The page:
We are finding that the easiest way for us to get a little distraction into our day is to grab lunch and head up into the mountains for an hour. On Friday we drove up to one of our favorite picnic spots, the Cornatel Castle.
All the cafe’s and restaurants were shut down about 2 weeks ago, so we are now adapting how we get together here. A few of us walk together on Sunday mornings, regularly talking through a Psalm. It has been an encouragement to me!
In order to initiate the visa we received in Chicago, I had to take Mia outside the EU and re-enter. Our only real option was London. So the two of us took a day trip to London. It is frustrating to be in one of your favorite cities and have to remain in the airport!
We were able to get the necessary stamps in the passport, and for that we are very grateful. We are now one step closer to residency! All that is left is to renew all of our visas in February and we should have 5 year visas. We are praying that we will not be penalized for being out of the country for over 6 months during COVID19.
We have a friend whose father was influential in saving this village. It also has the distinction of having the longest name in all of Spain (I believe). The name of the village is Colinas del Campo de Martín Moro Toledano.
What if it could? That is a big question. I am sure that you have seen some strengthening of your church, maybe through your online engagement, maybe through more people “watching services”, maybe through other means. But I am thinking of something different. What if people were actually more engaged in evangelism and discipleship during the COVID reality than then were before it? Could it happen?
In thinking about this question I remembered a book I read back in 2012. While I had disagreements with the author and some of his ideas, it was the book which got me thinking along these lines. I am posting my review from the first time I read it, and then will be posting quotes, notes, and summaries of each chapter over the coming weeks. Would you be willing to pick it up and read along? Maybe some of the quotes will get you thinking or enable you to share some of what you think about the issue.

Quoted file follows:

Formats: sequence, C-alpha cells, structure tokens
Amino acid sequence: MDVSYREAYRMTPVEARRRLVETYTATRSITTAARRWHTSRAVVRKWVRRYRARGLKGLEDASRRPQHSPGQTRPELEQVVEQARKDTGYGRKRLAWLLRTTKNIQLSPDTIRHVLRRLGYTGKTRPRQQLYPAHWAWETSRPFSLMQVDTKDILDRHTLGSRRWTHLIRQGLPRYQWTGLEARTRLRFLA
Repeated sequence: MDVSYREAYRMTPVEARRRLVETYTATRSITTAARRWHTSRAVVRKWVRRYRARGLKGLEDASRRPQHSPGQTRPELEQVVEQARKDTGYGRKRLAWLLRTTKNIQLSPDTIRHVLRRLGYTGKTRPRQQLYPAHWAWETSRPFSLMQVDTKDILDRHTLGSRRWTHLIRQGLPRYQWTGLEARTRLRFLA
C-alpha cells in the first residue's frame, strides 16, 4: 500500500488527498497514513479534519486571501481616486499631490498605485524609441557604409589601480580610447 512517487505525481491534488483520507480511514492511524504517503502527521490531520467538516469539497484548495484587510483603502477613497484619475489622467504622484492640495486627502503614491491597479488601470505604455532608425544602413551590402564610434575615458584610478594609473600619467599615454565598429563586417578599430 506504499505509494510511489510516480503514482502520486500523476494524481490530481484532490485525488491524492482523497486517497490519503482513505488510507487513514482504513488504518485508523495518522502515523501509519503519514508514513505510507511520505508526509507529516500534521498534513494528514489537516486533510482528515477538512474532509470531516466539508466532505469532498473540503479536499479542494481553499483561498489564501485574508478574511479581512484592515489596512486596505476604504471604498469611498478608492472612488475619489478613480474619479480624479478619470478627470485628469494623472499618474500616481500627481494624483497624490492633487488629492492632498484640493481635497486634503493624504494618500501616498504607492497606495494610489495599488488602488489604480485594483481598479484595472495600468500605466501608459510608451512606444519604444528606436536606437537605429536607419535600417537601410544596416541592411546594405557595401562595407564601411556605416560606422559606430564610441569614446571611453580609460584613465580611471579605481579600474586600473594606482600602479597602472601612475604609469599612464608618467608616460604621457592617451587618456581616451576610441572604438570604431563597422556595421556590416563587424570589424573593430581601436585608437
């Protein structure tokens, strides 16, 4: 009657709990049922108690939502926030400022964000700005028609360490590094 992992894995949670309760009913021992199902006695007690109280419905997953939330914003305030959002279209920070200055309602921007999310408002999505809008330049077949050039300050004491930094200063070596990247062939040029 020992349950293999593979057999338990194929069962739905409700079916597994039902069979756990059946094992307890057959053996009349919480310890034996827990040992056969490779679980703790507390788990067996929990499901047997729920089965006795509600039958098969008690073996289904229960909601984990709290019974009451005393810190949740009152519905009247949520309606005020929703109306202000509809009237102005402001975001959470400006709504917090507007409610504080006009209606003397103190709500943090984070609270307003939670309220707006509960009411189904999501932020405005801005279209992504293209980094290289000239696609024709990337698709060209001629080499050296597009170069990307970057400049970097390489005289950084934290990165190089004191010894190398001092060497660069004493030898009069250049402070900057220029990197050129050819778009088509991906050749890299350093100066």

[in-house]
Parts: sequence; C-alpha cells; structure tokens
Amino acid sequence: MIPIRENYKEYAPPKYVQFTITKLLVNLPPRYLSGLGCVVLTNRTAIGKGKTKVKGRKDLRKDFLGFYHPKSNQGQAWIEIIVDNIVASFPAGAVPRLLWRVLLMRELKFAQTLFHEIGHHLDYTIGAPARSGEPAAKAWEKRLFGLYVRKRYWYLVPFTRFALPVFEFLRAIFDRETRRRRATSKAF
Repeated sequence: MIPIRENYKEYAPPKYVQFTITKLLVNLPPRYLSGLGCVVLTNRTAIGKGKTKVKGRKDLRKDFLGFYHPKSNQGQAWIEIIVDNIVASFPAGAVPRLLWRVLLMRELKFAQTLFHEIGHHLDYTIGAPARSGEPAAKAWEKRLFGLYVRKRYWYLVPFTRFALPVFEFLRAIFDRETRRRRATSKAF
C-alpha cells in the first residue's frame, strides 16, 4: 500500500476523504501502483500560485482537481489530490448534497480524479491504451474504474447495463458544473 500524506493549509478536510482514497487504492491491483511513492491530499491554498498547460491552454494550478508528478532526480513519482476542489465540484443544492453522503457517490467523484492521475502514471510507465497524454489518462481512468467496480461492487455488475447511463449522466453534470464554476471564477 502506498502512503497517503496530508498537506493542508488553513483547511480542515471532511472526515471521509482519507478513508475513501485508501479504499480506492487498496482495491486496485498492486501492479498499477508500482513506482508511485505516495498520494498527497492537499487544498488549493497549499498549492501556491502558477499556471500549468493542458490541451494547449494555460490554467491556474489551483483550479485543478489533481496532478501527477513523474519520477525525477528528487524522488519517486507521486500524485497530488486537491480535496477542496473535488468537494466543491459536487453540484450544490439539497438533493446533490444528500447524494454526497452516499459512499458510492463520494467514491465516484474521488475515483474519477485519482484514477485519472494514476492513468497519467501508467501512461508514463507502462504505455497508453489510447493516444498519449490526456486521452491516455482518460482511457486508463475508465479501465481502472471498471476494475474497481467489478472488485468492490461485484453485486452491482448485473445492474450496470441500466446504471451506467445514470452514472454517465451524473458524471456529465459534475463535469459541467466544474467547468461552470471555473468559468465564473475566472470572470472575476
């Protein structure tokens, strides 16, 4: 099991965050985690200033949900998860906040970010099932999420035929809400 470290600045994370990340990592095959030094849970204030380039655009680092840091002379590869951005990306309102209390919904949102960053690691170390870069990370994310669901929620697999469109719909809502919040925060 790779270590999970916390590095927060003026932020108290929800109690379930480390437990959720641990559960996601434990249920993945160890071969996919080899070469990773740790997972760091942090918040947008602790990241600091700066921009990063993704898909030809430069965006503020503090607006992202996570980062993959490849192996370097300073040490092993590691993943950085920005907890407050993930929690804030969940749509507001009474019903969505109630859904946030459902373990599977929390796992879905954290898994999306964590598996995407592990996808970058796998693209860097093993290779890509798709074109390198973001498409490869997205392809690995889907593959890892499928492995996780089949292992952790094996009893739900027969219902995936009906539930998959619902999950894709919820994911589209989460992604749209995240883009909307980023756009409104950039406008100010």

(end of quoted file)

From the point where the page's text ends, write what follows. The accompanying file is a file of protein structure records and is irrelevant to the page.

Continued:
Point: The cell-based understanding of the church facilitates and stimulates personal growth and community outreach.
Path:The book is divided into three sections: 1) The emerging cell movement (background and general principles) 2) Laying the foundations (what it looks like) 3) Strategic Issues (moving forward and answers for difficulties).
Sources: Cordle relies on personal experience, statistical data, Methodist methodology, and Biblical principles.
The overarching principle is right on – we are not a church “with” cells (or small groups), we are a church “of” cells. Whether we admit it or not, the local church functions at a relational base. If there is no relationship going on, what are we considering the “church”?
He uses the terminology “pre-Christian friend” instead of “unbeliever.” I loved that!
Everyone is involved.
There is a focus on prayer.
Multiplication is the purpose.
This is not a program.
His view of the worship service, or celebration, is geared toward unbelievers.
He uses numbers all the time to prove points, but numbers are not what Jesus focused on.
I have questions about his view of woman in leadership. I don’t think that woman should be relegated to the back seat, but he has them in pastoral roles.
He sees spiritual gifts as things to be discovered and stressed.
Personal App: Am I seeking to reach outward and multiply disciples? If so, how am I implementing that?
Favorite Quote: “Meeting in homes also locates ministry in the midst of multiple neighborhoods, spreading the gospel across an area instead of stockpiling believers in a central building” (34).
Stars: 4 out of 5
The concept gets a 5, but I had to let a lot of terminology, specific application, etc. slide through.
It would be worth another read and I would recommend it.